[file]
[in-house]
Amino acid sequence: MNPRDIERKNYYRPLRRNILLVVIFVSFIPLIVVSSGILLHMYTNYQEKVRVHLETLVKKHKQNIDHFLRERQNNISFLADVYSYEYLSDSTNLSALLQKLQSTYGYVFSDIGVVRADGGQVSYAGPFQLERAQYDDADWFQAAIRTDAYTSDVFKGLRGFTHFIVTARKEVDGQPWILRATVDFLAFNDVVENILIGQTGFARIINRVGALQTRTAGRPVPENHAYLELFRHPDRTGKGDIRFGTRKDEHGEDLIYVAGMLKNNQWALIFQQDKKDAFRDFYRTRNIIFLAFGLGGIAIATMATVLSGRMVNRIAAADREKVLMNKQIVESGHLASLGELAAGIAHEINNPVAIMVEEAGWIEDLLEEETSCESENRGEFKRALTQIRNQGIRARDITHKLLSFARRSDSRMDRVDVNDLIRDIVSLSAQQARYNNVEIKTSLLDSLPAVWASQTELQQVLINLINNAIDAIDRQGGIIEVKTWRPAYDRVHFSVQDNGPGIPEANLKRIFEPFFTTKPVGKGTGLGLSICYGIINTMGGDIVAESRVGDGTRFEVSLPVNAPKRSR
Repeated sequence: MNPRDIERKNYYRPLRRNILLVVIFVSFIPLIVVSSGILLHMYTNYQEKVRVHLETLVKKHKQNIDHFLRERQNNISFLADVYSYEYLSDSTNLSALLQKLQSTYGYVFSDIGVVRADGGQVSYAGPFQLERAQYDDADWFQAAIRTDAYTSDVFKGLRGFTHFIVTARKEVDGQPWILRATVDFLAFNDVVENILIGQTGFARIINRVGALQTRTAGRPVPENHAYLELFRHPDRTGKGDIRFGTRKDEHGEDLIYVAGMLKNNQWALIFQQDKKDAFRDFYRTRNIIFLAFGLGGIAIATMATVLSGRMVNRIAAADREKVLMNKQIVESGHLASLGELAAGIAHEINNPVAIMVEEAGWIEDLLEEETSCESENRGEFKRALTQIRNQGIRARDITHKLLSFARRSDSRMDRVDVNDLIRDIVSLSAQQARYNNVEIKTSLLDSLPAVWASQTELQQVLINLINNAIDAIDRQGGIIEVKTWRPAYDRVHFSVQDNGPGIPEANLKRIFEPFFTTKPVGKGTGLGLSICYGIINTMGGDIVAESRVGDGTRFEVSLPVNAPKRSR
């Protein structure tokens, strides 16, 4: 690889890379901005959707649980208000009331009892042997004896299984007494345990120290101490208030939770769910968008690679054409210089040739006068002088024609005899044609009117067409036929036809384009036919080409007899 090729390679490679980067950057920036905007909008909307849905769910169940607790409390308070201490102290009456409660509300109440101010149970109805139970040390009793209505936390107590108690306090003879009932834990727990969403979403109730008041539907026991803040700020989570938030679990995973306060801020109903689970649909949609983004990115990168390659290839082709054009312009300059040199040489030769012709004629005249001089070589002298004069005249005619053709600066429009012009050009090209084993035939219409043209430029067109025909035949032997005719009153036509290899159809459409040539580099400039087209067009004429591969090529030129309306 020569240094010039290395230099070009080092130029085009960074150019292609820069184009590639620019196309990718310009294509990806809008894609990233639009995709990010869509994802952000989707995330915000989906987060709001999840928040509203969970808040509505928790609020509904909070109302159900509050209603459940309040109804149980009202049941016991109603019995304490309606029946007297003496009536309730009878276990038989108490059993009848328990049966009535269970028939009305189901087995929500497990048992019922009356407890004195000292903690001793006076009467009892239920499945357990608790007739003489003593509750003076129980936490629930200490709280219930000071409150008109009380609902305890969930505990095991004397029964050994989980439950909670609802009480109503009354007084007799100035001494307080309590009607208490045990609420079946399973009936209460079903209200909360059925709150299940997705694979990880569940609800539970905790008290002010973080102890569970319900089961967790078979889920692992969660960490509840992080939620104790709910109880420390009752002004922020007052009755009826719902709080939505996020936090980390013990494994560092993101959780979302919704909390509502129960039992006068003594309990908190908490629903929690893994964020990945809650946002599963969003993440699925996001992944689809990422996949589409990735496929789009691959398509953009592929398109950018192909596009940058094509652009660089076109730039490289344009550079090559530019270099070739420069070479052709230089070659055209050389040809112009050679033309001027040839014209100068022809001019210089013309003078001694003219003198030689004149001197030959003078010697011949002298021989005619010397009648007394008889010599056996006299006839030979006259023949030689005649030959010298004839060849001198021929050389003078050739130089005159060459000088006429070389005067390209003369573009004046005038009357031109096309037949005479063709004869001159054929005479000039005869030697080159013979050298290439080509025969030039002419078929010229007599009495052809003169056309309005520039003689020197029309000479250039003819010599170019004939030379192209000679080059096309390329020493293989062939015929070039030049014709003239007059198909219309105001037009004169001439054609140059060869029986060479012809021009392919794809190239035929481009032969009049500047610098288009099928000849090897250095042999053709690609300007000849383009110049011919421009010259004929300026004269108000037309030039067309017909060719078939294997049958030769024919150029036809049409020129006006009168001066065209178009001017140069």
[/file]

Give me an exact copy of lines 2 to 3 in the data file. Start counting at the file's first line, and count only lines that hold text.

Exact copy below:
Amino acid sequence: MNPRDIERKNYYRPLRRNILLVVIFVSFIPLIVVSSGILLHMYTNYQEKVRVHLETLVKKHKQNIDHFLRERQNNISFLADVYSYEYLSDSTNLSALLQKLQSTYGYVFSDIGVVRADGGQVSYAGPFQLERAQYDDADWFQAAIRTDAYTSDVFKGLRGFTHFIVTARKEVDGQPWILRATVDFLAFNDVVENILIGQTGFARIINRVGALQTRTAGRPVPENHAYLELFRHPDRTGKGDIRFGTRKDEHGEDLIYVAGMLKNNQWALIFQQDKKDAFRDFYRTRNIIFLAFGLGGIAIATMATVLSGRMVNRIAAADREKVLMNKQIVESGHLASLGELAAGIAHEINNPVAIMVEEAGWIEDLLEEETSCESENRGEFKRALTQIRNQGIRARDITHKLLSFARRSDSRMDRVDVNDLIRDIVSLSAQQARYNNVEIKTSLLDSLPAVWASQTELQQVLINLINNAIDAIDRQGGIIEVKTWRPAYDRVHFSVQDNGPGIPEANLKRIFEPFFTTKPVGKGTGLGLSICYGIINTMGGDIVAESRVGDGTRFEVSLPVNAPKRSR
Repeated sequence: MNPRDIERKNYYRPLRRNILLVVIFVSFIPLIVVSSGILLHMYTNYQEKVRVHLETLVKKHKQNIDHFLRERQNNISFLADVYSYEYLSDSTNLSALLQKLQSTYGYVFSDIGVVRADGGQVSYAGPFQLERAQYDDADWFQAAIRTDAYTSDVFKGLRGFTHFIVTARKEVDGQPWILRATVDFLAFNDVVENILIGQTGFARIINRVGALQTRTAGRPVPENHAYLELFRHPDRTGKGDIRFGTRKDEHGEDLIYVAGMLKNNQWALIFQQDKKDAFRDFYRTRNIIFLAFGLGGIAIATMATVLSGRMVNRIAAADREKVLMNKQIVESGHLASLGELAAGIAHEINNPVAIMVEEAGWIEDLLEEETSCESENRGEFKRALTQIRNQGIRARDITHKLLSFARRSDSRMDRVDVNDLIRDIVSLSAQQARYNNVEIKTSLLDSLPAVWASQTELQQVLINLINNAIDAIDRQGGIIEVKTWRPAYDRVHFSVQDNGPGIPEANLKRIFEPFFTTKPVGKGTGLGLSICYGIINTMGGDIVAESRVGDGTRFEVSLPVNAPKRSR